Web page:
04-29-2013, 03:02 PM   #4
KWalker
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Don't worry about whether or not others will consider your lifts low. Nobody starts lifting crazy amounts, it takes time. Is 50lbs the max you can bench? And is that 50lbs on top of the 45lb bar? Instead of worrying about reps, I would try increasing the weight. A lot of people that are really focused on gaining will go right to their max weight so they are only able to do 3-5 reps. You want to make sure your heart rate stays normal and ideally don't even want to sweat. That's why the short reps so you don't have time to start sweating.
04-29-2013, 03:11 PM   #5
alex_chris
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I can just approach this topic from my own experience. Before being diagnosed when I was 18, I weighed between 70 and 72kg. From 1999 to 2003 after I had surgery I normally was only 60 - 65kg, after surgery I was again about 70kg. Then from 2006 to 2012 fluctuating from 60 to about 68 kg. Now I am 77kg.

Principally my weigh has been correlated with a. amount of sport done and b. number of bowel movements per day and whether they are formed or not. I haven't had diarrhea in over half a year now and I am doing sport 3-4 times a week. I am pretty hungry after sport, and that's why I gain weight.

I tried to gain weight before at times I had several BMs per day and/or when I wasn't doing sport that made me sweat for a while. It didn't work.
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04-29-2013, 03:16 PM   #6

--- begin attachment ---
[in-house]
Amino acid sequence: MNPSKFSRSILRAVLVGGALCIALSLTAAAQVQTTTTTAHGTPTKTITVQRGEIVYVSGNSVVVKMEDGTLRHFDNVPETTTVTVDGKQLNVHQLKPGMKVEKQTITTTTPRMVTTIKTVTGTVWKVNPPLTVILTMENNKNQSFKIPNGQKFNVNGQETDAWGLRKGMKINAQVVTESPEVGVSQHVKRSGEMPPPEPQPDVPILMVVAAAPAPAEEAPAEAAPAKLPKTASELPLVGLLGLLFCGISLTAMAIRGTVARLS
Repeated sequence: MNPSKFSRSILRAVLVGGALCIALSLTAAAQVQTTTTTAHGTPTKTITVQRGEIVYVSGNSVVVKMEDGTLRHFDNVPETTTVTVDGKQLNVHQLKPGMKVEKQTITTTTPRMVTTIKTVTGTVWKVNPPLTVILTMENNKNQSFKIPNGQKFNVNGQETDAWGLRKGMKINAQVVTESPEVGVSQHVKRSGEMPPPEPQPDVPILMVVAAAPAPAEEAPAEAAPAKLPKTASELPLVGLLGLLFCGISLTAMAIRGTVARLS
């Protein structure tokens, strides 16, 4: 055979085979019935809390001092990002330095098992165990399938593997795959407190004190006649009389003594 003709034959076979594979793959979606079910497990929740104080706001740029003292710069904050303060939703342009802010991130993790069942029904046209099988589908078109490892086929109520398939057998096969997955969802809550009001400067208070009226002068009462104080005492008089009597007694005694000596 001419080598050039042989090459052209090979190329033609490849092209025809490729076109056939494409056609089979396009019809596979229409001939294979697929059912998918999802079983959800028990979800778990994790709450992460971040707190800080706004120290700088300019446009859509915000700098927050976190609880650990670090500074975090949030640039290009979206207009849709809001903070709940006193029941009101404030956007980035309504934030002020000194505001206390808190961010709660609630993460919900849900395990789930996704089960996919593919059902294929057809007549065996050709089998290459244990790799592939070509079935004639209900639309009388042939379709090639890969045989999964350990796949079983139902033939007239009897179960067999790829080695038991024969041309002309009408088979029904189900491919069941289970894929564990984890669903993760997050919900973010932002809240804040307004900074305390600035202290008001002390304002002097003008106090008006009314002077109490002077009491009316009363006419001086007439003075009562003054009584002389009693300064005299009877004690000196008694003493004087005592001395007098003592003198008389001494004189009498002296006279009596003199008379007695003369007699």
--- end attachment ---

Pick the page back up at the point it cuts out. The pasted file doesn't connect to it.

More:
InstantCoffee
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I've been lifting for a long time but limited by diet. Generally know what to do and how my body responds to weight training so when something's not progressing as normal I can tell.

50 lb. dumbbells. It's not that they are light by others standards but that they are light enough that I shouldn't be having trouble moving up after working with the weight and adding a few reps every week.

All my other lifts have been improving though, but my greatest tell is my weight stagnation, sit around 141-143 depending (water weight etc.) and it's like I'll hit 143.6 and think I'm finally making progress and next day I'm 141.5 again.

I mean average person training consistently with a good caloric surplus for about a year should be able to hit roughly bodyweight bench and squat and 1.5-2x bodyweight deadlift. Of course with CD I probably have to make some exception to the 'average' but I'd still like to polish up my diet to help as much as I can.

Right now my limiting factors are money and calorie sources. I could probably do a full gallon of milk a day, it would be tight on my wallet, but I could get by. Idk if my problem might get worse though. I'm already at like 150-200 grams of fat per day.
04-29-2013, 03:29 PM   #7
KWalker
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Unfortunately money is a huge factor when trying to gain weight and is one of the reasons I stopped trying as well. I'm currently at 5'11 and 157-160lbs. Like you said, one day I weigh 160 and the next I weigh 157 without changing anything. I think it's because of the crohns and how we can get bloated so numbers can be inaccurate. Have you thought about adding nuts to your diet? It's controversial whether or not they effect crohns ( I don't have problems with them) and they are high in calories and fat.